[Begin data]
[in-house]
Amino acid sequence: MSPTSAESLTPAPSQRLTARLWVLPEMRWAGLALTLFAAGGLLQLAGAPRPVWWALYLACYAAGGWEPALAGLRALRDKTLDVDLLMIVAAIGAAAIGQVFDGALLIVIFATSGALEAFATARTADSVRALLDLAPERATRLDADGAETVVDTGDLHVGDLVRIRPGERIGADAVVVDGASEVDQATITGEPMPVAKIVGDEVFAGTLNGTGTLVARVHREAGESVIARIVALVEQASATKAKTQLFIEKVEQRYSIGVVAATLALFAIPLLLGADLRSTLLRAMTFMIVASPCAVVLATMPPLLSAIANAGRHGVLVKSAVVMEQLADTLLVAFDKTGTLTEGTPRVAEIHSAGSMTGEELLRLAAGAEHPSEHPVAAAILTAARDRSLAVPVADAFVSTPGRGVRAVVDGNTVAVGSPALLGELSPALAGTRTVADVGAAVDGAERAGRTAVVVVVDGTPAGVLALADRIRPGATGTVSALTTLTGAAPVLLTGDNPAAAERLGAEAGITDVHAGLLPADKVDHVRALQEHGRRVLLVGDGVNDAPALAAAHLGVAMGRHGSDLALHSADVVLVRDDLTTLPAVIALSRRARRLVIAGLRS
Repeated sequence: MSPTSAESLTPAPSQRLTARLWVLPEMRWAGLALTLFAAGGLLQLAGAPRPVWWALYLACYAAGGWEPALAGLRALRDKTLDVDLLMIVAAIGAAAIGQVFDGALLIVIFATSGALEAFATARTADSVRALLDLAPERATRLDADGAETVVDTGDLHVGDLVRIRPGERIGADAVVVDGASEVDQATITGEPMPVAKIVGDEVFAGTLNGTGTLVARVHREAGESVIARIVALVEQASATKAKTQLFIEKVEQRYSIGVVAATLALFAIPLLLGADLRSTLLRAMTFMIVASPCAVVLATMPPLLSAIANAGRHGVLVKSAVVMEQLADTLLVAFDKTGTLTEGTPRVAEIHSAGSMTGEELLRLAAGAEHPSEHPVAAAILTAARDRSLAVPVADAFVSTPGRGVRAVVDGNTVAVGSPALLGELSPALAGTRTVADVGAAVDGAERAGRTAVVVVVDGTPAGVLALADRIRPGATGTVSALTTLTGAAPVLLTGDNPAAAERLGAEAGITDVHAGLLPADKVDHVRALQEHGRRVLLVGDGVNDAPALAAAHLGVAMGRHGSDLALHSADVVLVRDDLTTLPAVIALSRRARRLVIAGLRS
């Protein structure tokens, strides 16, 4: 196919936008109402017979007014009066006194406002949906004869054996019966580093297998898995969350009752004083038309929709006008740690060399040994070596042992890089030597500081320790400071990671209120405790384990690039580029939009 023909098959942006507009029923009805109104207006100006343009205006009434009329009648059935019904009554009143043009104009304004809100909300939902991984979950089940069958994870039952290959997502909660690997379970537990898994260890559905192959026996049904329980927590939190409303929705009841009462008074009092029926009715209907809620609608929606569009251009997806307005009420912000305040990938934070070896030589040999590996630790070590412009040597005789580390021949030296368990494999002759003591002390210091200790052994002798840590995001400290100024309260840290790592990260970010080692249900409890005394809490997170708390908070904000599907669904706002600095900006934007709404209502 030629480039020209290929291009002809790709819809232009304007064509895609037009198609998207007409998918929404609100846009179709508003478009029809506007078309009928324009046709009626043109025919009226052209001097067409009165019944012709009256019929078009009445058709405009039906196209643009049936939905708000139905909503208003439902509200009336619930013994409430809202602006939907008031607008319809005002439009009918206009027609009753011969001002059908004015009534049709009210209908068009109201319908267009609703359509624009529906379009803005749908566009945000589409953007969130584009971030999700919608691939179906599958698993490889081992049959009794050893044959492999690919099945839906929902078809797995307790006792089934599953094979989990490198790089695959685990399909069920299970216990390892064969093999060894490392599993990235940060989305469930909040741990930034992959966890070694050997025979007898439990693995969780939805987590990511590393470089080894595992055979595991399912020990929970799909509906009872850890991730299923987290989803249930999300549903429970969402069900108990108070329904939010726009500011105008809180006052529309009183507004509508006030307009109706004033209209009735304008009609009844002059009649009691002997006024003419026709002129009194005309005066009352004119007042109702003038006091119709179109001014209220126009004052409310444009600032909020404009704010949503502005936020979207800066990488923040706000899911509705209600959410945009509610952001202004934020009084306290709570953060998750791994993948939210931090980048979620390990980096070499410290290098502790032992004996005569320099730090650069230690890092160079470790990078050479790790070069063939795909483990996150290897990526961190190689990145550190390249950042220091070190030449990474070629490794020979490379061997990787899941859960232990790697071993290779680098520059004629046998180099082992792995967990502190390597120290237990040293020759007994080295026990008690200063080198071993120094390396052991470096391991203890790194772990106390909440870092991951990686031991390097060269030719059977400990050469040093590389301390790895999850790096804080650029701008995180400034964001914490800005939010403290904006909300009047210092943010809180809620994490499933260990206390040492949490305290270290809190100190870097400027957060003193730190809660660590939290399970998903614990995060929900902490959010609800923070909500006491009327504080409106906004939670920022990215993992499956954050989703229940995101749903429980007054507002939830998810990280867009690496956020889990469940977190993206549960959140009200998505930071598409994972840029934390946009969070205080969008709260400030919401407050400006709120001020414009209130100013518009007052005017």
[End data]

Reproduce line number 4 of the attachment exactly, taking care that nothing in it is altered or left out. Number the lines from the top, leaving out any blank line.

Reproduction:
């Protein structure tokens, strides 16, 4: 196919936008109402017979007014009066006194406002949906004869054996019966580093297998898995969350009752004083038309929709006008740690060399040994070596042992890089030597500081320790400071990671209120405790384990690039580029939009 023909098959942006507009029923009805109104207006100006343009205006009434009329009648059935019904009554009143043009104009304004809100909300939902991984979950089940069958994870039952290959997502909660690997379970537990898994260890559905192959026996049904329980927590939190409303929705009841009462008074009092029926009715209907809620609608929606569009251009997806307005009420912000305040990938934070070896030589040999590996630790070590412009040597005789580390021949030296368990494999002759003591002390210091200790052994002798840590995001400290100024309260840290790592990260970010080692249900409890005394809490997170708390908070904000599907669904706002600095900006934007709404209502 030629480039020209290929291009002809790709819809232009304007064509895609037009198609998207007409998918929404609100846009179709508003478009029809506007078309009928324009046709009626043109025919009226052209001097067409009165019944012709009256019929078009009445058709405009039906196209643009049936939905708000139905909503208003439902509200009336619930013994409430809202602006939907008031607008319809005002439009009918206009027609009753011969001002059908004015009534049709009210209908068009109201319908267009609703359509624009529906379009803005749908566009945000589409953007969130584009971030999700919608691939179906599958698993490889081992049959009794050893044959492999690919099945839906929902078809797995307790006792089934599953094979989990490198790089695959685990399909069920299970216990390892064969093999060894490392599993990235940060989305469930909040741990930034992959966890070694050997025979007898439990693995969780939805987590990511590393470089080894595992055979595991399912020990929970799909509906009872850890991730299923987290989803249930999300549903429970969402069900108990108070329904939010726009500011105008809180006052529309009183507004509508006030307009109706004033209209009735304008009609009844002059009649009691002997006024003419026709002129009194005309005066009352004119007042109702003038006091119709179109001014209220126009004052409310444009600032909020404009704010949503502005936020979207800066990488923040706000899911509705209600959410945009509610952001202004934020009084306290709570953060998750791994993948939210931090980048979620390990980096070499410290290098502790032992004996005569320099730090650069230690890092160079470790990078050479790790070069063939795909483990996150290897990526961190190689990145550190390249950042220091070190030449990474070629490794020979490379061997990787899941859960232990790697071993290779680098520059004629046998180099082992792995967990502190390597120290237990040293020759007994080295026990008690200063080198071993120094390396052991470096391991203890790194772990106390909440870092991951990686031991390097060269030719059977400990050469040093590389301390790895999850790096804080650029701008995180400034964001914490800005939010403290904006909300009047210092943010809180809620994490499933260990206390040492949490305290270290809190100190870097400027957060003193730190809660660590939290399970998903614990995060929900902490959010609800923070909500006491009327504080409106906004939670920022990215993992499956954050989703229940995101749903429980007054507002939830998810990280867009690496956020889990469940977190993206549960959140009200998505930071598409994972840029934390946009969070205080969008709260400030919401407050400006709120001020414009209130100013518009007052005017």